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Foreign exchange (1 of 2)

One hundred years since it was built, Berlage's Beurs in Amsterdam has a new role as a cultural centre.But its treatment of structure and decoration is still exemplary

When you emerge from Amsterdam's Central Station and, dodging bicycles and trams, make for the city centre, you come at once to a broad busy street, the Damrak. Flanked on one side by fast-food outlets and souvenir shops, its facades disfigured by brash fascias and neon signs, it doesn't look inviting. But materialising on the other side of the street, and extending 141m, is an international landmark in the development of Modern architecture - the Beurs (the Exchange) by HP Berlage, completed in 1903.

'Berlage's Exchange impressed me enormously, ' said Mies van der Rohe in an interview in 1968. 'What interested me most in Berlage was his careful construction, honest to the bones. And his spiritual attitude had nothing to do with Classicism, nothing with historic styles altogether. It was really a Modern building.'

The structural rationalism that Mies saw in the Beurs, its dispensing with stylistic fancy dress, may now seem to be the building's raison d'etre. But while praise in such terms is totally merited, it oversimplifies Berlage's achievement. The circumstances of the Beurs' design and construction; the philosophy, not just architectural but social, that informs it; the way the building was received, and its subsequent history - all these contribute to a story with surprising resonance a century later.

That story begins with an international competition in 1884-85, held by the mayor and aldermen of Amsterdam, to find a replacement for the existing Beurs - an unpopular building of 1848 by JD Zocher.

It would stand on a newly infilled site on the Damrak.

Berlage at this time was in practice with local architect Theodor Sanders. At first intending to be a painter, and studying in Amsterdam, Berlage had switched subjects and cities, enrolling on the architecture course at the Federal Institute of Technology in Zurich in 1875. This was where Gottfried Semper had taught and his influence was still pervasive; and Semper - along with Viollet-le-Duc - would have a lasting impact on Berlage, informing both his design of the Beurs and his whole conception of architecture. On completing his Zurich studies, Berlage then spent a year or more travelling, much of it in Italy - an experience which again would bear directly on the Beurs.

Sanders and Berlage were among the 199 entrants to the 1884 competition, and their proposal came third, so placing them among the five invited to take part the next year in a final round. The perspective of this first submission, drawn by Berlage, is far removed from the Beurs that would eventually be built. Strongly Neo-Renaissance in character, and topped with French pavilion roofs, it goes for grandeur. The placement of the two tallest towers makes the Damrak facade preeminent, though, given the existing buildings opposite, it would only be seen episodically, not in its entirety. With its gables and attenuated steeples, the skyline is crowded and finicky; embellishment prevails. In plan, however, the proposal does anticipate the eventual Beurs by giving each of the main exchanges - commodities, stock and corn - a separate space.

In Sanders and Berlage's second submission, one significant, prescient drawing shows a much revised interior. Gone are the highly decorated walls and ceiling of the first scheme and in their place is banded masonry and a roof with exposed iron trusses.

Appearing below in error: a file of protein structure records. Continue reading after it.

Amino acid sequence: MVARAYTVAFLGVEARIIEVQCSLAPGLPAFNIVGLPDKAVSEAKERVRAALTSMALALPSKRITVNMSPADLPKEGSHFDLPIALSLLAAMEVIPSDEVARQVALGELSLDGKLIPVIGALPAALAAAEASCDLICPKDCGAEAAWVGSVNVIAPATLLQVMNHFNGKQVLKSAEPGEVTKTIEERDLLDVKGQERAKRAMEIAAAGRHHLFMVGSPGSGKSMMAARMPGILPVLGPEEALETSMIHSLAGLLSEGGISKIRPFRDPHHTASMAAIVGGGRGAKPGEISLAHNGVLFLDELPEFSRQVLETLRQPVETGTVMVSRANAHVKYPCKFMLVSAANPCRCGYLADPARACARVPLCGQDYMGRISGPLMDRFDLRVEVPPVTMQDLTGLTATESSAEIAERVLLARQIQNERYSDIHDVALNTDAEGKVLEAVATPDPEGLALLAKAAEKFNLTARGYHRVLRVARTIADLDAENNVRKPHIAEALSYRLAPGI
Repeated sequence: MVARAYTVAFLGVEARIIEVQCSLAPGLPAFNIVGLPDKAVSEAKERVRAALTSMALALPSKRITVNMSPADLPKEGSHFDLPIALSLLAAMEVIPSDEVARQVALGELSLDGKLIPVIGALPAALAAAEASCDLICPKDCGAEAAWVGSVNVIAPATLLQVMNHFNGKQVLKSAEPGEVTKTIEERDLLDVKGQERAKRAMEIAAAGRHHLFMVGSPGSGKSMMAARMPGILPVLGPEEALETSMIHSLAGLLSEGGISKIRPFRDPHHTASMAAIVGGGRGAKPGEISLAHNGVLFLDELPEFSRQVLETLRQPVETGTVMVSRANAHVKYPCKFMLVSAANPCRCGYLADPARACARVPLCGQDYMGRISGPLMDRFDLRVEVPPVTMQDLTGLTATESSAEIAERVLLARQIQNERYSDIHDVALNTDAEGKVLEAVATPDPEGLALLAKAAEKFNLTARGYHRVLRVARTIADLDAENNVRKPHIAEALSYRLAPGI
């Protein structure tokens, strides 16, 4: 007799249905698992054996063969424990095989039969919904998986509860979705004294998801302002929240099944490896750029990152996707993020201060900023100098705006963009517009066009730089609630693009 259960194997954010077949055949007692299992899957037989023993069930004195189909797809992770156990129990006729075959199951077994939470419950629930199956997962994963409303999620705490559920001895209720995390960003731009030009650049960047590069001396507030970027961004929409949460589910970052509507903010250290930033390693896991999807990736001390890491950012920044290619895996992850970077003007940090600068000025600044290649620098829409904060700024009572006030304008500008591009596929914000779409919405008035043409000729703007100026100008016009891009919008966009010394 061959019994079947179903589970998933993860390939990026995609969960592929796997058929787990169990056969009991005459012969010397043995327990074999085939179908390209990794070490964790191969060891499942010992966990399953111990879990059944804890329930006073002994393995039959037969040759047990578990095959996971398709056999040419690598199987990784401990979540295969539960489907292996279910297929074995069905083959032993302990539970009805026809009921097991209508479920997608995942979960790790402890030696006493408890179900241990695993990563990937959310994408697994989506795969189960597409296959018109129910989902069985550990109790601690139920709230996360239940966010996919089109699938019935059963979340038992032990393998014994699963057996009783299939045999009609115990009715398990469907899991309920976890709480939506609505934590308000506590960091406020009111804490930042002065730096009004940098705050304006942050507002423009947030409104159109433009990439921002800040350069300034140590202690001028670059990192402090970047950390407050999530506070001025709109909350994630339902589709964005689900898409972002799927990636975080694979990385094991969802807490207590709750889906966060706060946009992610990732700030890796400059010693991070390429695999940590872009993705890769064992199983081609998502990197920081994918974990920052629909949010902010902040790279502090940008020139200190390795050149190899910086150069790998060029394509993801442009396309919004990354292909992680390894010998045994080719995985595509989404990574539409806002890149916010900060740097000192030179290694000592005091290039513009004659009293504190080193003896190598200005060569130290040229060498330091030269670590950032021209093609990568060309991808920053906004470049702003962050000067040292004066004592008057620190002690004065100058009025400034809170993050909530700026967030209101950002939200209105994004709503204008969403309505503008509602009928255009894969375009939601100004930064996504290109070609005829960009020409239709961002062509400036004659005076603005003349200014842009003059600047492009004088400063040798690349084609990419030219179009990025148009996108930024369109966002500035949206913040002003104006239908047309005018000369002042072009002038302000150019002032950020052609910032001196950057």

But nothing came of the competition; the new exchange was dropped. It was a decade or so before the idea of a replacement was revived, and Berlage's involvement then was very much a matter of who he happened to know. In practice on his own since 1889, Berlage was regarded as 'progressive', both in his architecture and his politics, and the latter played their part in his appointment. The key figure was his friend and fellow moderniser, the city's alderman for public works, MWF Treub.

Treub took up that post in 1895 - the year after the city architect, AW Weissman, had been asked to extend the existing exchange - and he soon engineered a commission for Berlage to design an entirely new one. Just how this happened is described in Pieter Singelenberg's monograph which, 30 years on and long out of print, is still the best single source on the Beurs.

There was general outrage because the scheme was far advanced before any public scrutiny was permitted. Whatever design Berlage came up with in this situation would have been roundly criticised, but his stripped-back solution made that doubly sure.

Not that Berlage arrived at the building's final form without much revision. There was general agreement about the plan, with its three main halls, at the time he first became involved: the large Commodities Exchange to the south, the somewhat smaller Corn and Stock Exchanges side-by-side to the north. But the exterior would change considerably. Again, the whole sequence can be followed in Singelenberg's book, but it can be summarised by comparing Berlage's first design, dated 1896, with the competition entries of a decade before, and then with a drawing by his assistant HJM Walenkamp, published in 1901, which closely approximates the completed Beurs.

In contrast to the modelling in the competition entries, the Damrak facade in the 1896 perspective is essentially planar, and the skyline more austere. But equally important is the tall tower at the south-west corner, subordinating all other vertical features, and giving the whole composition a new centre of gravity - a hinge between the two main facades, and strong visual anchor. Having come up with this, Berlage's task was then to find an exact form for the tower, especially a way to terminate it. There are several sketched alternatives from 1896-97, all variants of a cupola and spire, before the four-square version we see in Walenkamp's drawing, where it is part of an altogether simplified ensemble of forms.